Day #1 Making An Onion Skin Wet Mount Slide
"A video is worth a thousand words," refers to the notion that complex ideas can be conveyed in just a single image or a short, simple video. Try it with your students.
Before viewing the video:
I discuss that the process is broken down into a two day investigation. Day # 1 students will prepare and observe a plant (onion) cells and Day #2 students will prepare and observe animal (cheek) cells.
The video illustrates the steps to prepare a microscope slide and are a good visual for students that are unfamiliar with the equipment, tools, and vocabulary of this life science lesson. Important vocabulary words (Domain Specific Terms) for this lesson include: cell, organelle, nucleus, organism, microscope, and tissue. When working with new vocabulary:
I ask students to underline and/or highlight these terms as they read the instructions for the activity.
I post these terms on a word wall, interactive word wall or on the SMART Board or White Board.
After viewing the video:
To keep students accountable and guide my instruction, I use a formative assessment tool called an Admit Ticket. It is similar to an Exit Ticket but used at the start of the class period. The Admit Ticket contains the Sentence Frame "Now I know..." Sentence Frames are helpful in the writing process to ELL and Special Education students. I provide 2 minutes for students to write their Admit Ticket. Some answers I am looking for include:
Then I ask students to verbally repeat the steps they have learned. Using popsicle sticks, I draw students into the discussion to review the important steps of this process.
Day #2 Cheek Cells Lab
Use the same process for viewing the video on Day #2
This lesson focuses on the DCI (Disciplinary Core Idea) LS 1. A. Structure and Function states that within cells, special structures are responsible for particular functions, and the cell membrane forms the boundary that controls what enters and leaves the cell. I ask students to make a connection between plant and animal cells and their special structures and particular functions.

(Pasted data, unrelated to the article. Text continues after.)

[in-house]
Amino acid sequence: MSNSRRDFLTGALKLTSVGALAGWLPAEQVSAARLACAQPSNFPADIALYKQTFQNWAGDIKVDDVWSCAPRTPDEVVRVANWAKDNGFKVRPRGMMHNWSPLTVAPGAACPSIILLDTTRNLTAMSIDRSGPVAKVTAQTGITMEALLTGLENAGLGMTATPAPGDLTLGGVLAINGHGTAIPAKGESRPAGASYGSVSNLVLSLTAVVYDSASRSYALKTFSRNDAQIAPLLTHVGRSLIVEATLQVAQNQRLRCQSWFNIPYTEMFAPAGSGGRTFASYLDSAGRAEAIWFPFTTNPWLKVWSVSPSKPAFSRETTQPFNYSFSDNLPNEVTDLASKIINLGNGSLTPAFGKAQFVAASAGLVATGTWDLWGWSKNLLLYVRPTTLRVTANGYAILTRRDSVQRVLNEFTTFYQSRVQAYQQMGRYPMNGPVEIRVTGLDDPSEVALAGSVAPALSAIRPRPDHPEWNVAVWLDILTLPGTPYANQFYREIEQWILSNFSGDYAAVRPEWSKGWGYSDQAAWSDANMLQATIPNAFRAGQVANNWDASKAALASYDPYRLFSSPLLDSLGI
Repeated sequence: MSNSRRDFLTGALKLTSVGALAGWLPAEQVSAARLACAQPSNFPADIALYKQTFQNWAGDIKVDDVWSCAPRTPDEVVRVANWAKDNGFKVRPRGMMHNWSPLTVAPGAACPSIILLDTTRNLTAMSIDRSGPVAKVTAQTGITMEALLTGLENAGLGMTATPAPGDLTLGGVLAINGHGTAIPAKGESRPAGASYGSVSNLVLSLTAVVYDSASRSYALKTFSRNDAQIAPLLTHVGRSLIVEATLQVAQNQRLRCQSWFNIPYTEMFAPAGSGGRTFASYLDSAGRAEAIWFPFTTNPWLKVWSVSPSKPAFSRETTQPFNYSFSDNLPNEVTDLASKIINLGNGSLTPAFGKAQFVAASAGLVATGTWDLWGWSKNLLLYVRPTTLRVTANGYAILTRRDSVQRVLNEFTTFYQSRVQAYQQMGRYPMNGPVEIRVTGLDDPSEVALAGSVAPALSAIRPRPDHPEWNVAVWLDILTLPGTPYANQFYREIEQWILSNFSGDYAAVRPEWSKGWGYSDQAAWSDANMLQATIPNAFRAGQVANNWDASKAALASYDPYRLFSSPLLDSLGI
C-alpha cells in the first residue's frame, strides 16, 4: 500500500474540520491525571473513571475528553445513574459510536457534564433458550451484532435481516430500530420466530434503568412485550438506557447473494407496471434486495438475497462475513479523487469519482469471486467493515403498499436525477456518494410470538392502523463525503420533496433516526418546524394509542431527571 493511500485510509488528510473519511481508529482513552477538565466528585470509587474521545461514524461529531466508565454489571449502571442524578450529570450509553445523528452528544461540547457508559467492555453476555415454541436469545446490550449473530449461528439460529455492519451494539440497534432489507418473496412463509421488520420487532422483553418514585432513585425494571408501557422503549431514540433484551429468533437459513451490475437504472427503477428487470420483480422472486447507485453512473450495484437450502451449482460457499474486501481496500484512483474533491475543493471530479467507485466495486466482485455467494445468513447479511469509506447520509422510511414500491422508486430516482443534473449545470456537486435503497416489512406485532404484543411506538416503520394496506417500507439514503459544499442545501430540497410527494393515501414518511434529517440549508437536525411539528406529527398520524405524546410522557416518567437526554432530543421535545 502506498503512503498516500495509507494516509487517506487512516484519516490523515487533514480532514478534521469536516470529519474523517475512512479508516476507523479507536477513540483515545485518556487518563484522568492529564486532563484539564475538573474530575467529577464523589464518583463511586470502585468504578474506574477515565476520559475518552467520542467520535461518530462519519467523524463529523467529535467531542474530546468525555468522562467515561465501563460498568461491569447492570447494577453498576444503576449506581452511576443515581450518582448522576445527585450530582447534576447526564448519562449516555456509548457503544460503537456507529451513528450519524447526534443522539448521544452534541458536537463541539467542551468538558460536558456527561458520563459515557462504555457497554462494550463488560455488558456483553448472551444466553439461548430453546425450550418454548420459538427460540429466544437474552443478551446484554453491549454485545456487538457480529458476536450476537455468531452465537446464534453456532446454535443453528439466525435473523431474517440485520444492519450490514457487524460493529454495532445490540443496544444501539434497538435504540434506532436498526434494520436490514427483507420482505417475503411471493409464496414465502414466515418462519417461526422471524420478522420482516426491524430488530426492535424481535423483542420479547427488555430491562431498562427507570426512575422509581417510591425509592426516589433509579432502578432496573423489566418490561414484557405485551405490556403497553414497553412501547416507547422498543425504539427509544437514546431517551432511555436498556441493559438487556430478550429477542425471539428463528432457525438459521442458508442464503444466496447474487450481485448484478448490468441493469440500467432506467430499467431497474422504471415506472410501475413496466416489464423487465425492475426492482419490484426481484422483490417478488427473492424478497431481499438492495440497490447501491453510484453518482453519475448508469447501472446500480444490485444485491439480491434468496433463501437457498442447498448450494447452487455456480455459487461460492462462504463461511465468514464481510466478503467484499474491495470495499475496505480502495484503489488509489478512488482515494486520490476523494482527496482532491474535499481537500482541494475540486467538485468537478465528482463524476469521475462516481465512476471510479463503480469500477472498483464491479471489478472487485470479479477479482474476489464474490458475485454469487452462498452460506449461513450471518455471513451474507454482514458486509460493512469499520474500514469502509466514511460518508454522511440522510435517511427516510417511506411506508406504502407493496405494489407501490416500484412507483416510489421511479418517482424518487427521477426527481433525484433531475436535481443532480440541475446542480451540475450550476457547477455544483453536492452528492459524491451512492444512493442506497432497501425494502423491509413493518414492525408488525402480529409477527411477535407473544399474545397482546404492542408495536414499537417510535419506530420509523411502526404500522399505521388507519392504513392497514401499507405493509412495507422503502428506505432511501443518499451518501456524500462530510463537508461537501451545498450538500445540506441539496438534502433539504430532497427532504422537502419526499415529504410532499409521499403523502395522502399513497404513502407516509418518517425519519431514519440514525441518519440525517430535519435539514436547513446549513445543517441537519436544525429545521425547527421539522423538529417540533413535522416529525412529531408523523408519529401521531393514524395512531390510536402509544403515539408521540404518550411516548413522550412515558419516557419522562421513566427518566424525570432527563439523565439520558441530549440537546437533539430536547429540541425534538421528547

The lesson also focuses on NGSS SP (#1) Ask Questions and Define Problems as I ask students to consider the questions "What do plant cells look like?" and "What do animal cells look like?"
The activity, categorized as Structured Inquiry, is inquiry guided by the teacher. I ask students to follow directions to come to a specific end point where they use a microscope to view and then draw, and label plant and animal cells. I also ask the class to write about and discuss the results when the inquiry is complete. I use analysis questions to guide the discussion such as "Predict what cell parts must be present but are too small to see with your microscope."
How did the cells differ?
Now, let's wrap it up. This provides opportunity to discuss what went right, what went wrong, and changes that could be made to the inquiry. This step is very important for students to "come full circle."
I have learned that you need to take students back to the question so they can think about the process. How did the cells differ? Take 1-2 minutes for students to process this question and wrap it up. Then, take 1-2 minutes to share answers with the class so students can hear other student thoughts. One important student response should be: The plant cell has walls and the animal cell doesn't.